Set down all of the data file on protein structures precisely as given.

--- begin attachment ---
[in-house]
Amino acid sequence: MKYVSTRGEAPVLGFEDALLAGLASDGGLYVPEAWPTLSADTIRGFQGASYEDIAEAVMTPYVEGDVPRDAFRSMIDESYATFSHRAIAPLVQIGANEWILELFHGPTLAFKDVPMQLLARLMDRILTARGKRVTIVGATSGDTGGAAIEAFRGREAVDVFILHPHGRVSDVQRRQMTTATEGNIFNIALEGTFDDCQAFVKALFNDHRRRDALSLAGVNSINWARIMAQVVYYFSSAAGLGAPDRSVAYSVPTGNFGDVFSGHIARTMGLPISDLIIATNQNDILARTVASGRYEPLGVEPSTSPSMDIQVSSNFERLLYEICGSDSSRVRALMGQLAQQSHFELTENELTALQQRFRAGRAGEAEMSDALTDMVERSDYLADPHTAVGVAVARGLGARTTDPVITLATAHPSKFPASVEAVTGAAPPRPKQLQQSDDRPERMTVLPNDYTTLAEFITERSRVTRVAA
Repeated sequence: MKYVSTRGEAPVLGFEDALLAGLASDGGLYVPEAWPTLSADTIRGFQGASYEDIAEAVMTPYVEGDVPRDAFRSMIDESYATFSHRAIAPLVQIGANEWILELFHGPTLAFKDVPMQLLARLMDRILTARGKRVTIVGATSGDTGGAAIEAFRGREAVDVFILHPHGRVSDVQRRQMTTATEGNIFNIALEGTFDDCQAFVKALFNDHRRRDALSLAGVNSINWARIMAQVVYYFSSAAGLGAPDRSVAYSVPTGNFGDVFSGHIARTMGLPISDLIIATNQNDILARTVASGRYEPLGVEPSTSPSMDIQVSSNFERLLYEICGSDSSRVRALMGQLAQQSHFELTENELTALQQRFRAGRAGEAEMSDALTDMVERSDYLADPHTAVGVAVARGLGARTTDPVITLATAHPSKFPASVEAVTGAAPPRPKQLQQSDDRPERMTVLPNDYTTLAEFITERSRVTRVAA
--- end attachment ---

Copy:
[in-house]
Amino acid sequence: MKYVSTRGEAPVLGFEDALLAGLASDGGLYVPEAWPTLSADTIRGFQGASYEDIAEAVMTPYVEGDVPRDAFRSMIDESYATFSHRAIAPLVQIGANEWILELFHGPTLAFKDVPMQLLARLMDRILTARGKRVTIVGATSGDTGGAAIEAFRGREAVDVFILHPHGRVSDVQRRQMTTATEGNIFNIALEGTFDDCQAFVKALFNDHRRRDALSLAGVNSINWARIMAQVVYYFSSAAGLGAPDRSVAYSVPTGNFGDVFSGHIARTMGLPISDLIIATNQNDILARTVASGRYEPLGVEPSTSPSMDIQVSSNFERLLYEICGSDSSRVRALMGQLAQQSHFELTENELTALQQRFRAGRAGEAEMSDALTDMVERSDYLADPHTAVGVAVARGLGARTTDPVITLATAHPSKFPASVEAVTGAAPPRPKQLQQSDDRPERMTVLPNDYTTLAEFITERSRVTRVAA
Repeated sequence: MKYVSTRGEAPVLGFEDALLAGLASDGGLYVPEAWPTLSADTIRGFQGASYEDIAEAVMTPYVEGDVPRDAFRSMIDESYATFSHRAIAPLVQIGANEWILELFHGPTLAFKDVPMQLLARLMDRILTARGKRVTIVGATSGDTGGAAIEAFRGREAVDVFILHPHGRVSDVQRRQMTTATEGNIFNIALEGTFDDCQAFVKALFNDHRRRDALSLAGVNSINWARIMAQVVYYFSSAAGLGAPDRSVAYSVPTGNFGDVFSGHIARTMGLPISDLIIATNQNDILARTVASGRYEPLGVEPSTSPSMDIQVSSNFERLLYEICGSDSSRVRALMGQLAQQSHFELTENELTALQQRFRAGRAGEAEMSDALTDMVERSDYLADPHTAVGVAVARGLGARTTDPVITLATAHPSKFPASVEAVTGAAPPRPKQLQQSDDRPERMTVLPNDYTTLAEFITERSRVTRVAA